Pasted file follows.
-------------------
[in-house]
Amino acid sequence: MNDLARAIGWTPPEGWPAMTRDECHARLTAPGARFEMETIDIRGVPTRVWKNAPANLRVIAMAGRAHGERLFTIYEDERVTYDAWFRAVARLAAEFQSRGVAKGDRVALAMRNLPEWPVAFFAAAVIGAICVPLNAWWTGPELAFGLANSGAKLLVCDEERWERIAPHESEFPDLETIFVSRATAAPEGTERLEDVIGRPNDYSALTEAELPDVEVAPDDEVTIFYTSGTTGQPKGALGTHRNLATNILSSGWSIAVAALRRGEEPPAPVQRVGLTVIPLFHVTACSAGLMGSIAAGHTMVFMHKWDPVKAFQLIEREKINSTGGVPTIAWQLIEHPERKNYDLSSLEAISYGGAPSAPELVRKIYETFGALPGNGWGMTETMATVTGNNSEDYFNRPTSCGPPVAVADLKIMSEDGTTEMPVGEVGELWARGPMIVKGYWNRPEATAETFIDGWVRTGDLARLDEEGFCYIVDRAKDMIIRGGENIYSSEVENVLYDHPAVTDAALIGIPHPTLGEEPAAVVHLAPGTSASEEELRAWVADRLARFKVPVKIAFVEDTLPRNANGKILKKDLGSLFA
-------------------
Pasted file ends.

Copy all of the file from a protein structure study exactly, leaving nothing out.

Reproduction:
[in-house]
Amino acid sequence: MNDLARAIGWTPPEGWPAMTRDECHARLTAPGARFEMETIDIRGVPTRVWKNAPANLRVIAMAGRAHGERLFTIYEDERVTYDAWFRAVARLAAEFQSRGVAKGDRVALAMRNLPEWPVAFFAAAVIGAICVPLNAWWTGPELAFGLANSGAKLLVCDEERWERIAPHESEFPDLETIFVSRATAAPEGTERLEDVIGRPNDYSALTEAELPDVEVAPDDEVTIFYTSGTTGQPKGALGTHRNLATNILSSGWSIAVAALRRGEEPPAPVQRVGLTVIPLFHVTACSAGLMGSIAAGHTMVFMHKWDPVKAFQLIEREKINSTGGVPTIAWQLIEHPERKNYDLSSLEAISYGGAPSAPELVRKIYETFGALPGNGWGMTETMATVTGNNSEDYFNRPTSCGPPVAVADLKIMSEDGTTEMPVGEVGELWARGPMIVKGYWNRPEATAETFIDGWVRTGDLARLDEEGFCYIVDRAKDMIIRGGENIYSSEVENVLYDHPAVTDAALIGIPHPTLGEEPAAVVHLAPGTSASEEELRAWVADRLARFKVPVKIAFVEDTLPRNANGKILKKDLGSLFA